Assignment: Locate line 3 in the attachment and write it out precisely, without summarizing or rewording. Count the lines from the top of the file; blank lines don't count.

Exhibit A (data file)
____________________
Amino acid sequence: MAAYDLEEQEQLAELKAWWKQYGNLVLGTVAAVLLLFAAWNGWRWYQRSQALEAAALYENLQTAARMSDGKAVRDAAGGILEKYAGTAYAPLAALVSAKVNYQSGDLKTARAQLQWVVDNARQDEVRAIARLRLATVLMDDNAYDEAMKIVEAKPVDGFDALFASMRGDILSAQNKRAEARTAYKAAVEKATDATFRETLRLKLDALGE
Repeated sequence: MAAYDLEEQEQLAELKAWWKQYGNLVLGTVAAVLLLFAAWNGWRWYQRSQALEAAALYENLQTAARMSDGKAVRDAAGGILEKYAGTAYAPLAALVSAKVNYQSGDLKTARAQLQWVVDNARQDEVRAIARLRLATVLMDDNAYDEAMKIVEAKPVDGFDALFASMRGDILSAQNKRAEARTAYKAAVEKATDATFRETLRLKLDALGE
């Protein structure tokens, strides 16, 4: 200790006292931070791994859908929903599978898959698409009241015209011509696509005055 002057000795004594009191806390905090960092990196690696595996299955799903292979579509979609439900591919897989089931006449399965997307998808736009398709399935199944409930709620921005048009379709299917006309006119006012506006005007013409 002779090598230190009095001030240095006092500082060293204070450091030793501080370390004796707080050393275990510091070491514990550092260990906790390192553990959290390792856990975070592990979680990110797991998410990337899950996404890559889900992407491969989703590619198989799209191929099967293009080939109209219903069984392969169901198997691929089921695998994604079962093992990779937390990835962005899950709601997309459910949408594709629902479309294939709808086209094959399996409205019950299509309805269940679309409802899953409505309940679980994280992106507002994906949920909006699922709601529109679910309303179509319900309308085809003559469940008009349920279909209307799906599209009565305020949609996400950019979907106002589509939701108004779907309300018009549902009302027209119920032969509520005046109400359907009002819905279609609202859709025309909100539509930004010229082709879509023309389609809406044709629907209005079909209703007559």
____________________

């Protein structure tokens, strides 16, 4: 200790006292931070791994859908929903599978898959698409009241015209011509696509005055 002057000795004594009191806390905090960092990196690696595996299955799903292979579509979609439900591919897989089931006449399965997307998808736009398709399935199944409930709620921005048009379709299917006309006119006012506006005007013409 002779090598230190009095001030240095006092500082060293204070450091030793501080370390004796707080050393275990510091070491514990550092260990906790390192553990959290390792856990975070592990979680990110797991998410990337899950996404890559889900992407491969989703590619198989799209191929099967293009080939109209219903069984392969169901198997691929089921695998994604079962093992990779937390990835962005899950709601997309459910949408594709629902479309294939709808086209094959399996409205019950299509309805269940679309409802899953409505309940679980994280992106507002994906949920909006699922709601529109679910309303179509319900309308085809003559469940008009349920279909209307799906599209009565305020949609996400950019979907106002589509939701108004779907309300018009549902009302027209119920032969509520005046109400359907009002819905279609609202859709025309909100539509930004010229082709879509023309389609809406044709629907209005079909209703007559």